inaugural-ballAccording to the Clean Fuels Development Coalition (CFDC) President-elect Obama’s nominee for Administrator of the U.S. Environmental Protection Agency, and his Chair of the White House Council on Environmental Quality will be among the participants representing a wide range of environmental and clean energy interests at the Environmental Inaugural Ball on January 20, 2009. This black-tie event, is the sixth consecutive Inaugural Ball focusing on these important issues.

“We have had an overwhelming response to this event from the environmental and clean energy communities. The level of excitement and interest in highlighting the importance of our message has never been greater. We will reinforce to the Obama Administration our spirit of cooperation and goodwill, to make America the Beautiful a reality for future generations,” said Ball Co-Chair Jan Hartke, representing the Clinton Climate Initiative.

Ball Co-Chair Douglas A. Durante of the CFDC said, “President-elect Obama has made it clear that energy and the environment will remain top priorities and this incredibly unique event brings the entire political, environmental, and energy communities together. Some of the legends of the environmental movement are working with us and it promises to be the best event in Washington.”

Durante noted that the broad appeal of the ball includes an Honorary Committee comprised of members of Congress. Major environmental leaders in the House and Senate are on the Honorary Committee such as Jeff Bingaman (D-NM), Chair of the Senate Energy and Natural Resources Committee; Barbara Boxer (D-CA), Chair of the Senate Environment and Public Works Committee; Henry Waxman (D-CA), Chair of the House Energy and Commerce Committee; Ed Markey (D-MA), Chair of the new House Subcommittee on Energy and the Environment; Chris Van Hollen (D-MD) and Zach Wamp (R-TN), Co-Chairs of the House Renewable Energy Caucus; Senator Mark Udall, (D-CO), immediate past Chair of the Renewable Energy Caucus, and many others.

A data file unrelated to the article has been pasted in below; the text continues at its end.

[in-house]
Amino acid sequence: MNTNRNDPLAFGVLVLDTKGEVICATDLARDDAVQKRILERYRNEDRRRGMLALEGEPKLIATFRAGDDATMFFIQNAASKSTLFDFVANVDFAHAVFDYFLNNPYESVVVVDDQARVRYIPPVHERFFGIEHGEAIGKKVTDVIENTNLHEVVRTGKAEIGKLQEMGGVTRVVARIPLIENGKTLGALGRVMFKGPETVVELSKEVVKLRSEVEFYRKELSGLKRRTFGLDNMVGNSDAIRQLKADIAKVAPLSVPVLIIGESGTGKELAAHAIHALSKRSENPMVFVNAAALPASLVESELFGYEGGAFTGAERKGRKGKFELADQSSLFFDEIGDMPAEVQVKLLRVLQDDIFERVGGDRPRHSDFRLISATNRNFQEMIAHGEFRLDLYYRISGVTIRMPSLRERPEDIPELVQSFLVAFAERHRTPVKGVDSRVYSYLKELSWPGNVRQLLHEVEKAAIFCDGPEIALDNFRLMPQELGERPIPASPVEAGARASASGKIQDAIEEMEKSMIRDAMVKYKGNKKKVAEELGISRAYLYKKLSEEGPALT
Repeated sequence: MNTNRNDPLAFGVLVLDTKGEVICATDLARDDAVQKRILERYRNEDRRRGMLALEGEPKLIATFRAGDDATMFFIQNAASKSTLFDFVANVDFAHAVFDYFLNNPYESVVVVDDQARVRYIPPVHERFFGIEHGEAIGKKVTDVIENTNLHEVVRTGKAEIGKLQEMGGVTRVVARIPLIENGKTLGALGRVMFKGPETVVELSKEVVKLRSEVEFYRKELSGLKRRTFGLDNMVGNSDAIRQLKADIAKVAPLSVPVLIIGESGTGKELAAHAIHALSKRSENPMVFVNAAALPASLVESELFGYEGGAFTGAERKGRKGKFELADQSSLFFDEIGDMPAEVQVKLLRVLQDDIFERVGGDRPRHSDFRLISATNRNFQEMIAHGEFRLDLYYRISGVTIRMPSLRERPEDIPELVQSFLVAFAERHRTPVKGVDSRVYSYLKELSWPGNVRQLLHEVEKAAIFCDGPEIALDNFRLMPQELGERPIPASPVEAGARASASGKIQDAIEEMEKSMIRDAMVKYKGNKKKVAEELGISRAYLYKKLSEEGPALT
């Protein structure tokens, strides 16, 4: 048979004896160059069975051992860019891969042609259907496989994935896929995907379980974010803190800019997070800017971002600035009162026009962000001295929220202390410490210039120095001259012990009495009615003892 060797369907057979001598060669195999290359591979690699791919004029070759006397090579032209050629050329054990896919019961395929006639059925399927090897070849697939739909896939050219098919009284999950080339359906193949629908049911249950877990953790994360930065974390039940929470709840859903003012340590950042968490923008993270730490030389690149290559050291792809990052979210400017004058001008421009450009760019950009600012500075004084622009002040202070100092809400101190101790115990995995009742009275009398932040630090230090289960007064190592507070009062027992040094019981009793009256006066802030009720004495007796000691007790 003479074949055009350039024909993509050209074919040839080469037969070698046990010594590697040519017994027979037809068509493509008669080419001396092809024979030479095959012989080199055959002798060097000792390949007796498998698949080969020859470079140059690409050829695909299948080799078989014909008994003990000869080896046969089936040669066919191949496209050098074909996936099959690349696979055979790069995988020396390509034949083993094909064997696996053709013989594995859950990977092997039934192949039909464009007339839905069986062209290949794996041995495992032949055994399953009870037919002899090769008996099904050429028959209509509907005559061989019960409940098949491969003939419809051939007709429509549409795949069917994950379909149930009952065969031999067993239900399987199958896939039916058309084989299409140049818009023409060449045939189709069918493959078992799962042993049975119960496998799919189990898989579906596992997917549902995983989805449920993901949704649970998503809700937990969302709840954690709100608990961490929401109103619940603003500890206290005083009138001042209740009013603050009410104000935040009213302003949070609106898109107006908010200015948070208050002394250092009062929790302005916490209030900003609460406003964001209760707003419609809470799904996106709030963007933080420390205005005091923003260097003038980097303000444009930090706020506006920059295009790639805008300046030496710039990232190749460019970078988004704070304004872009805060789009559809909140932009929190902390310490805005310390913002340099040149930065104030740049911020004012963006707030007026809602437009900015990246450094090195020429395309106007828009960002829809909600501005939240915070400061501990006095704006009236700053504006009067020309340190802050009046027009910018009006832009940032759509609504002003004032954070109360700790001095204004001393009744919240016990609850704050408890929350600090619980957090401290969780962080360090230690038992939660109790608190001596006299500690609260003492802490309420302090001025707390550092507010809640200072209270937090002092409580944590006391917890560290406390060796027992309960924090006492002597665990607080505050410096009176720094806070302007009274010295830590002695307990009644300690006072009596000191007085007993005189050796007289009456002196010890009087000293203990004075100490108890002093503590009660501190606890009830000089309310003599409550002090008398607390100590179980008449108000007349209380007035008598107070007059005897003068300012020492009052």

For more information, visit

Economic Stimulus Sought for Agriculture and Renewables

A diverse coalition of 34 business, agriculture and environmental groups is asking Congressional leaders to support an economic recovery package that provides strong funding for agriculture-based, clean energy development programs.

25x'25The National 25x’25 Steering Committee and other renewable energy advocacy groups outlined a three part recommendation in a letter to Congressional leaders this week. The letter recommends including at least $1.2 billion each year in mandatory supplemental appropriations for important Farm Bill Energy Title programs; restructuring and extending the federal Production Tax Credits (PTC) for renewable energy, cellulosic biofuels, and biomass for five years; and extending and expanding successful clean renewable energy and conservation bond programs which provide PTC-like incentives for electric cooperatives, public power, and municipalities to build new renewable energy facilities and invest in energy efficiency.

The coalition is largely made up of agricultural organizations, but also includes such groups as the National Wildlife Federation (NWF) and the Environmental Law & Policy Center. NWF Director of Global Warming, Agriculture and Wildlife Julie Sibbing says their top priority is addressing global climate change and they believe addressing energy needs is a new way is the only way to get there. “Unfortunately this economy is very dependent on good credit and funding to start up these new industries and the economic crisis is really taking a toll,” she says. “If we don’t free up some money we could be putting the entire green tech future on hold for several years.”

Sibbing says USDA programs such as Rural Energy for America and the Biomass Crop Assistance that fund renewable energy have a big impact on rural economies and play an important role in moving the green tech industry forward. “We think now is the time to move the next generation of biofuels forward, but it relies extensively on the agricultural sector,” she said.

Ethanol Industry Leader Outlines Priorities

The chairman of the Renewable Fuels Association outlined the industry’s top priorities for 2009 during a telephone press conference Tuesday morning.